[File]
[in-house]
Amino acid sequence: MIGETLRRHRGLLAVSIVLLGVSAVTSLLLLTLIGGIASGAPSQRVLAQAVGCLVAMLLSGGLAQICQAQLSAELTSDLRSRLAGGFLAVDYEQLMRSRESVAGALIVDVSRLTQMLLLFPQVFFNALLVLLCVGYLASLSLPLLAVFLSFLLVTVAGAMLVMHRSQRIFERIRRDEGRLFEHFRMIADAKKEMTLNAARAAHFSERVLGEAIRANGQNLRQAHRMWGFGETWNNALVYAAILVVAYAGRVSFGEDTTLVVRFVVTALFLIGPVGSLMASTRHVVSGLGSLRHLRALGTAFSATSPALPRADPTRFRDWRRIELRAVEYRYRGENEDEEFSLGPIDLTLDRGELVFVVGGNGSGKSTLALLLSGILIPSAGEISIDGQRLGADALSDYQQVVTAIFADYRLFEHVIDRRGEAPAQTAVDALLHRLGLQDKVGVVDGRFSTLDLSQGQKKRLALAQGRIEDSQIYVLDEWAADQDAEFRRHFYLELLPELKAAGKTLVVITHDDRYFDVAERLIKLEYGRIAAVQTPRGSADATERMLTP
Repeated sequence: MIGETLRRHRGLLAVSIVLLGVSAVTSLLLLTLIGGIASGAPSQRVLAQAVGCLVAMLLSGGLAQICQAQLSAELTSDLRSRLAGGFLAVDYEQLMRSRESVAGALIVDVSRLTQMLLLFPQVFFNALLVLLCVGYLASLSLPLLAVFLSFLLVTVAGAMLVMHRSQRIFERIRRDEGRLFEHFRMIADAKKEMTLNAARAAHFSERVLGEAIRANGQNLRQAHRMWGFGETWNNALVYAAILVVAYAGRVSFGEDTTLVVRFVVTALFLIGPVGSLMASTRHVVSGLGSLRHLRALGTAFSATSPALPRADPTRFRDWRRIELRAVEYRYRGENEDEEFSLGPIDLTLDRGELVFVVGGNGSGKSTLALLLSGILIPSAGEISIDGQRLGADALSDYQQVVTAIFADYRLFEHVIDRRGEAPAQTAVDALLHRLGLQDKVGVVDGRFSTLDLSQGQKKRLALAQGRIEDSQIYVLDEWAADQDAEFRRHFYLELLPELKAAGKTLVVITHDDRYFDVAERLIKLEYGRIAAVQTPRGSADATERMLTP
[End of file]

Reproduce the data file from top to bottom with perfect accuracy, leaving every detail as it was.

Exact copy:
[in-house]
Amino acid sequence: MIGETLRRHRGLLAVSIVLLGVSAVTSLLLLTLIGGIASGAPSQRVLAQAVGCLVAMLLSGGLAQICQAQLSAELTSDLRSRLAGGFLAVDYEQLMRSRESVAGALIVDVSRLTQMLLLFPQVFFNALLVLLCVGYLASLSLPLLAVFLSFLLVTVAGAMLVMHRSQRIFERIRRDEGRLFEHFRMIADAKKEMTLNAARAAHFSERVLGEAIRANGQNLRQAHRMWGFGETWNNALVYAAILVVAYAGRVSFGEDTTLVVRFVVTALFLIGPVGSLMASTRHVVSGLGSLRHLRALGTAFSATSPALPRADPTRFRDWRRIELRAVEYRYRGENEDEEFSLGPIDLTLDRGELVFVVGGNGSGKSTLALLLSGILIPSAGEISIDGQRLGADALSDYQQVVTAIFADYRLFEHVIDRRGEAPAQTAVDALLHRLGLQDKVGVVDGRFSTLDLSQGQKKRLALAQGRIEDSQIYVLDEWAADQDAEFRRHFYLELLPELKAAGKTLVVITHDDRYFDVAERLIKLEYGRIAAVQTPRGSADATERMLTP
Repeated sequence: MIGETLRRHRGLLAVSIVLLGVSAVTSLLLLTLIGGIASGAPSQRVLAQAVGCLVAMLLSGGLAQICQAQLSAELTSDLRSRLAGGFLAVDYEQLMRSRESVAGALIVDVSRLTQMLLLFPQVFFNALLVLLCVGYLASLSLPLLAVFLSFLLVTVAGAMLVMHRSQRIFERIRRDEGRLFEHFRMIADAKKEMTLNAARAAHFSERVLGEAIRANGQNLRQAHRMWGFGETWNNALVYAAILVVAYAGRVSFGEDTTLVVRFVVTALFLIGPVGSLMASTRHVVSGLGSLRHLRALGTAFSATSPALPRADPTRFRDWRRIELRAVEYRYRGENEDEEFSLGPIDLTLDRGELVFVVGGNGSGKSTLALLLSGILIPSAGEISIDGQRLGADALSDYQQVVTAIFADYRLFEHVIDRRGEAPAQTAVDALLHRLGLQDKVGVVDGRFSTLDLSQGQKKRLALAQGRIEDSQIYVLDEWAADQDAEFRRHFYLELLPELKAAGKTLVVITHDDRYFDVAERLIKLEYGRIAAVQTPRGSADATERMLTP